Let's Ponder the Ethics Of Posting Your Baby's Pictures Online

Illustration for article titled Lets Ponder the Ethics Of Posting Your Babys Pictures Online

As a feminist, I'm occasionally accused of both witchcraft and hating children, which isn't fair. I don't hate children; I love them. I only have two problems with children: first, that people keep having them and then acting like the first person in human history to ever have a baby, and second, that people keep posting incredibly oversharey pictures of them on Facebook. But in the ongoing LOOK AT MY KID'S INNER THIGH RASH vs. I DO NOT WANT TO LOOK AT YOUR KID'S INNER THIGH RASH debate, one question remains unanswered: what about the baby's rights over its own image?

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The notion of an infant having the right to control his or her own image sounds silly when most infants can't control his or her own bowels, but it's a real ethical question posed in today's New York Times ethicist column. To summarize, the question posed asked whether endless close ups of your baby's widdle chubby wubby face violated your baby's privacy.

I love babies and feel it’s acceptable to post a photo from a holiday gathering or a first picture of a newborn. But when this happens every day from a specific acquaintance, is it a violation of the baby’s privacy? The baby did not sign up for a Facebook account, does not understand the concept of Facebook and obviously was not asked permission to have its pictures on the site.

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Excellent, weird question, anonymous asker. And Chuck Klosterman responded with an almost as weird answer, the meat of which is here:

The violation of personal privacy doesn’t start until an individual has the ability to understand what the violation means.

This implies that posting endless pictures of your baby is just as unethical as posting endless pictures of your cat. But what happens when the babies of Facebook are old enough to know what violation is and care how their image is used? Would parents have a moral obligation to take down their kids' baby pictures or be in violation of their now-older children's autonomy? Do parents retain the right to publicly broadcast photographs of their children before their children were old enough to understand violation... forever?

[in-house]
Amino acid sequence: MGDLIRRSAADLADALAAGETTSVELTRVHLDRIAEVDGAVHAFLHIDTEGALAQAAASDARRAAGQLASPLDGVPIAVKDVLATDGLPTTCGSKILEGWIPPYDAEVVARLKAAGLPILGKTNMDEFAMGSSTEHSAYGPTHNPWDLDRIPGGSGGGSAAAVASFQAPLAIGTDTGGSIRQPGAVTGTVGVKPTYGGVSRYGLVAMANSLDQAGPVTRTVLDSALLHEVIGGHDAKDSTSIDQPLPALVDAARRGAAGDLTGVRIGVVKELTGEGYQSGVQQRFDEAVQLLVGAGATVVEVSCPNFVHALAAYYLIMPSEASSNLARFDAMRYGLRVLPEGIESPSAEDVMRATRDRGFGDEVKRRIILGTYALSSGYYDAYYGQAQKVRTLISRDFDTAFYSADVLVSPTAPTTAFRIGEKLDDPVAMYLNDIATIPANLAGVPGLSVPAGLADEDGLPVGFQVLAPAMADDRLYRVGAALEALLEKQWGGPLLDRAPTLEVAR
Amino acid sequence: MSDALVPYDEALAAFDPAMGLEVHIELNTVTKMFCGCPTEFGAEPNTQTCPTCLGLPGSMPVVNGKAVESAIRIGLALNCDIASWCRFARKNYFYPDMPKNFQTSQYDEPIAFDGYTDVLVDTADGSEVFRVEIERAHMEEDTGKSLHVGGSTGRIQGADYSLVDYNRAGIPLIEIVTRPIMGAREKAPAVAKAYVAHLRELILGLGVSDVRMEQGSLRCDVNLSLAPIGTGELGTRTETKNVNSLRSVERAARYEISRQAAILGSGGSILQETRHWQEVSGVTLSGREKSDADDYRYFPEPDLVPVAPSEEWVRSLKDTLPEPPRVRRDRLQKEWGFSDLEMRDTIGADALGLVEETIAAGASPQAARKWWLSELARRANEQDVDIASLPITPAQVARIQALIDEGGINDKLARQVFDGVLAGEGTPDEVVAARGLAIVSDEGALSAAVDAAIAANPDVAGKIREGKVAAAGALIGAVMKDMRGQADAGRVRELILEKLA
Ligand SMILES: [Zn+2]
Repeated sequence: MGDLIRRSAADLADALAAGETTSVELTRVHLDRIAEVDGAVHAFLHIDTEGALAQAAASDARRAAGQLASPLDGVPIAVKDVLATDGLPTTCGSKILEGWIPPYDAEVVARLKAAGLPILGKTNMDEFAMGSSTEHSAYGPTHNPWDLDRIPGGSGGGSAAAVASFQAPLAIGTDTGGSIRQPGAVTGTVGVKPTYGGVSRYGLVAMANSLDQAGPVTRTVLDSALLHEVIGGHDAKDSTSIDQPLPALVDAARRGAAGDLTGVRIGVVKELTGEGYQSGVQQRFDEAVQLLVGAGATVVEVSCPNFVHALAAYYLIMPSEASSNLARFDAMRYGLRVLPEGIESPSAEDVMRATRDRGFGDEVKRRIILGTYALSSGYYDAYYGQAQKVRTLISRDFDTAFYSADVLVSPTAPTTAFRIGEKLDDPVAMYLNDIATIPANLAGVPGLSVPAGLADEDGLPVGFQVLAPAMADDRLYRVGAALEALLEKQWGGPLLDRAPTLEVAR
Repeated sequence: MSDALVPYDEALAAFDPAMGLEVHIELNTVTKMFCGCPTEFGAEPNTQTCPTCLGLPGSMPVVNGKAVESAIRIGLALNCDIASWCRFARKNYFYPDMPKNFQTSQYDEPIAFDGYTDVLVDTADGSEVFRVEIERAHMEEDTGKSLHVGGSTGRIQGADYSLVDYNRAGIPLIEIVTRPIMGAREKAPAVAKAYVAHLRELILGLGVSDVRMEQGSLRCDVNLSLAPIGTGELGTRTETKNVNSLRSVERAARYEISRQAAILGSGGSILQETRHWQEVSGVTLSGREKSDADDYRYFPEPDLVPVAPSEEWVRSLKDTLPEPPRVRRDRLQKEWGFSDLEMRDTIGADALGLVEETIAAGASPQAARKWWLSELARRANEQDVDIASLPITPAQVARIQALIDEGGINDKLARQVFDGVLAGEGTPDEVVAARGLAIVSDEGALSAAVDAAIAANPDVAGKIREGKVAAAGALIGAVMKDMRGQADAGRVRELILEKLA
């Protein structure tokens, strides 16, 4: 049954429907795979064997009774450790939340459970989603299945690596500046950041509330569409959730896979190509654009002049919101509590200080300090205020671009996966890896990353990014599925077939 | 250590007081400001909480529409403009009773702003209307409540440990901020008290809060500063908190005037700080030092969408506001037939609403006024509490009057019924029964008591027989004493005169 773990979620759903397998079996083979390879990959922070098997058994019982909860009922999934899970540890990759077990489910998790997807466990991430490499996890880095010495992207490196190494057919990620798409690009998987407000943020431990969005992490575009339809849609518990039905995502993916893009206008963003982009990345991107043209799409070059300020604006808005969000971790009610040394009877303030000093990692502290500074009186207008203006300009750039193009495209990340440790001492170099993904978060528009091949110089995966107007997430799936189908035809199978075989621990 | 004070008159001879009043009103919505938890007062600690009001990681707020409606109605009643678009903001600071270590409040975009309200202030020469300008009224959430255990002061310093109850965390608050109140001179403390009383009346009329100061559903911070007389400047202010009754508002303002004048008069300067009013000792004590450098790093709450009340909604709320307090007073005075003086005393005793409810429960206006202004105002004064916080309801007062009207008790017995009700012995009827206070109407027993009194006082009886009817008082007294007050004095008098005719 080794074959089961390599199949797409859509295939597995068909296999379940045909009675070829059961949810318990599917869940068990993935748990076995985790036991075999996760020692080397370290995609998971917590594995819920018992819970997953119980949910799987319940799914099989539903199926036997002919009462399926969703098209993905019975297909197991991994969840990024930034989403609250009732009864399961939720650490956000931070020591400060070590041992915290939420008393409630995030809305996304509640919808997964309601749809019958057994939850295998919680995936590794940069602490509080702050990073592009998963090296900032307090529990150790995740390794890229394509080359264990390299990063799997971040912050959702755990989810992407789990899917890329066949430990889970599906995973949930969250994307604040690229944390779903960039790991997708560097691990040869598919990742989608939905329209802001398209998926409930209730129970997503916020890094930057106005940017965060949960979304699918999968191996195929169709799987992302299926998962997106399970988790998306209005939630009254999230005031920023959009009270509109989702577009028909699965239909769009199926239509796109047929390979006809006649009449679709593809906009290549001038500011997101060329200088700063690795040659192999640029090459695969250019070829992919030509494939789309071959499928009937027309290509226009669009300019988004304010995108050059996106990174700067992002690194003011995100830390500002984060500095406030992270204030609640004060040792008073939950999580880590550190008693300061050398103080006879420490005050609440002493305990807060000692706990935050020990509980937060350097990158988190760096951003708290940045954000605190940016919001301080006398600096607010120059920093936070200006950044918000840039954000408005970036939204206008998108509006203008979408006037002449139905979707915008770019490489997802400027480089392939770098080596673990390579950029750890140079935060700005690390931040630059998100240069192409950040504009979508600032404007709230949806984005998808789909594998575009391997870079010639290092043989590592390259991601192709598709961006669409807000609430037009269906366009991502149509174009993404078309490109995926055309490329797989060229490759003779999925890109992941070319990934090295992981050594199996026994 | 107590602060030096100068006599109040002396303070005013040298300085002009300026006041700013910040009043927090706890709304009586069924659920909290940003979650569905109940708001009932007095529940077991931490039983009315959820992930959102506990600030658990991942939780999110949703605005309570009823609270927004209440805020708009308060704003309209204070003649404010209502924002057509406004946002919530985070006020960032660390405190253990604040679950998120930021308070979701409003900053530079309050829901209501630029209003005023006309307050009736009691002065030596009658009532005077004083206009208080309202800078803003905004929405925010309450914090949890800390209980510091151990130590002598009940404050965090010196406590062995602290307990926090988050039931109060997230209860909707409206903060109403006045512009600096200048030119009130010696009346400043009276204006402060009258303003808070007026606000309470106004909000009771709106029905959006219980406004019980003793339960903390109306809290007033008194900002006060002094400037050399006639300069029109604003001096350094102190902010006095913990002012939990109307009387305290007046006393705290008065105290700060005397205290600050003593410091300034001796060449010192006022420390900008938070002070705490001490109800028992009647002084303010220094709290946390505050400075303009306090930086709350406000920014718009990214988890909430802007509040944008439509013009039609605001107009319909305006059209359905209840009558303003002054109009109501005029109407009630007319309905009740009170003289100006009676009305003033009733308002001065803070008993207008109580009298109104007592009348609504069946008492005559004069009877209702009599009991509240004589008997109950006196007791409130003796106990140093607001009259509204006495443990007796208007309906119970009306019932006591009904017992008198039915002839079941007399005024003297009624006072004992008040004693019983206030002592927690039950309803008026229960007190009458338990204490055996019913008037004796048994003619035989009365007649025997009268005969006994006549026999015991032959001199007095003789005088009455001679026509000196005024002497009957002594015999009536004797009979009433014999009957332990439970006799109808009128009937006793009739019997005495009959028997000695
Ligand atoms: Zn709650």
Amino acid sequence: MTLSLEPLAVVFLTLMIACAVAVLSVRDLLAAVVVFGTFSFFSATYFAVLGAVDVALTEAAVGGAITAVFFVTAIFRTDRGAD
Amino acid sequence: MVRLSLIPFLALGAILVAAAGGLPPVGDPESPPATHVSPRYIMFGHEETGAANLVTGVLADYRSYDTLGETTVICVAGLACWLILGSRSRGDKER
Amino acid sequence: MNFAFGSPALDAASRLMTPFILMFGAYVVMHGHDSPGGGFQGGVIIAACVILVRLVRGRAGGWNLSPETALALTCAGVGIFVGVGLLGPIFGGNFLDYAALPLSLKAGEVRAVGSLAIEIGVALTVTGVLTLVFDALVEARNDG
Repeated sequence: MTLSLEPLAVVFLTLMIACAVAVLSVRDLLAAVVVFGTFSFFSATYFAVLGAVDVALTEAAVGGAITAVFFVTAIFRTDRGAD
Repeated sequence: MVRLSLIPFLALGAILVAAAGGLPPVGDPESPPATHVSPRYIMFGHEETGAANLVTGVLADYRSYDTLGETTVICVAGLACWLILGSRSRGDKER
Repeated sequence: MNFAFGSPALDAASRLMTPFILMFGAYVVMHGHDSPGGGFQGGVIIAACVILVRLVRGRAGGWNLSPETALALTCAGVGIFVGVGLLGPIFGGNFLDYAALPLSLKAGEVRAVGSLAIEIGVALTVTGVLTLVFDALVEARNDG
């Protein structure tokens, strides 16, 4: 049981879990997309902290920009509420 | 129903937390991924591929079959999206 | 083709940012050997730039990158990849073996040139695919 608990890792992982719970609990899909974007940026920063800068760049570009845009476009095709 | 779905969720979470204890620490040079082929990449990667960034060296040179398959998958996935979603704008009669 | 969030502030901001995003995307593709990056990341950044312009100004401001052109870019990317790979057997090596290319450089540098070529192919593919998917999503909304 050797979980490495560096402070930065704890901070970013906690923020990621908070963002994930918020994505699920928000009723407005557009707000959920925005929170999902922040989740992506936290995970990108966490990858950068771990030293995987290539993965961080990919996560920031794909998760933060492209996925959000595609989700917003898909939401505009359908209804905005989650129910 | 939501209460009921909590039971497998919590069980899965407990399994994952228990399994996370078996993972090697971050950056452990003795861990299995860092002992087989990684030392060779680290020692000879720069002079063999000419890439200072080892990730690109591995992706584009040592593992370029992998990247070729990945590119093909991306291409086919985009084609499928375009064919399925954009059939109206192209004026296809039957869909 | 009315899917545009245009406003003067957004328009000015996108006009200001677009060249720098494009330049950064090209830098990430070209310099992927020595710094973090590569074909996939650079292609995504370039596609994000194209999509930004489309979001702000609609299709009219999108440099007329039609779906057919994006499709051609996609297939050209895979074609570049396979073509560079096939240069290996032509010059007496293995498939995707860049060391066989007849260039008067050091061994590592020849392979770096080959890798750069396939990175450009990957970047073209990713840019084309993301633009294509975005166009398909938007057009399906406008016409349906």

AND FURTHERMORE (pushes glasses up bridge of nose) I'd go further and add that if Facebook photos of a baby in a diaper count as non-consensual uses of another human's image (albeit uses that parents have a right to employ), then posting ultrasounds could be construed as a pretty egregious violation of that future person's privacy. Sure, the image is technically taken inside the baby's mother's body, but nudity's nudity. One of my friends posted a photo of their 20-week ultrasound with the little baby penis circled and then captioned the photo IT'S A BOY! That is your child's dick, you monsters. One day your baby is going to use that to have sex. This might not be unethical, but it's gross.

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So, if you were hoping for a compelling moral argument against Facebook baby pictures, I'm sorry; I can't help you. If you're really that sick of baby pictures on social networks, a pro tip: the block button.

[NYT]

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DISCUSSION

VioletsAreBlue12

Ooooh, two posts in a row that I feel passionately about!

Takes a breath.

I post a lot of pictures of my baby on Facebook. Why? Am I trying to violate his rights? Nope. It's just a hell of a lot logistically easier than mailing a photo album to all of my relatives (or emailing all those pictures to them). I did make a promise to ask myself whether he would look at the pictures at age 14 and be deeply embarrassed by them, and if he would I restrain myself, but cute pictures of him grinning are fair game.

People have been taking pictures of babies as long as there have been cameras. The only difference now is the Internet exists and is easily accessible.

I get really, really tired of people who try to police the Facebook pages of others by saying "Don't post pictures of....". Whatever, do what you want. I'll be over here trying to find all the fucks I am supposed to give.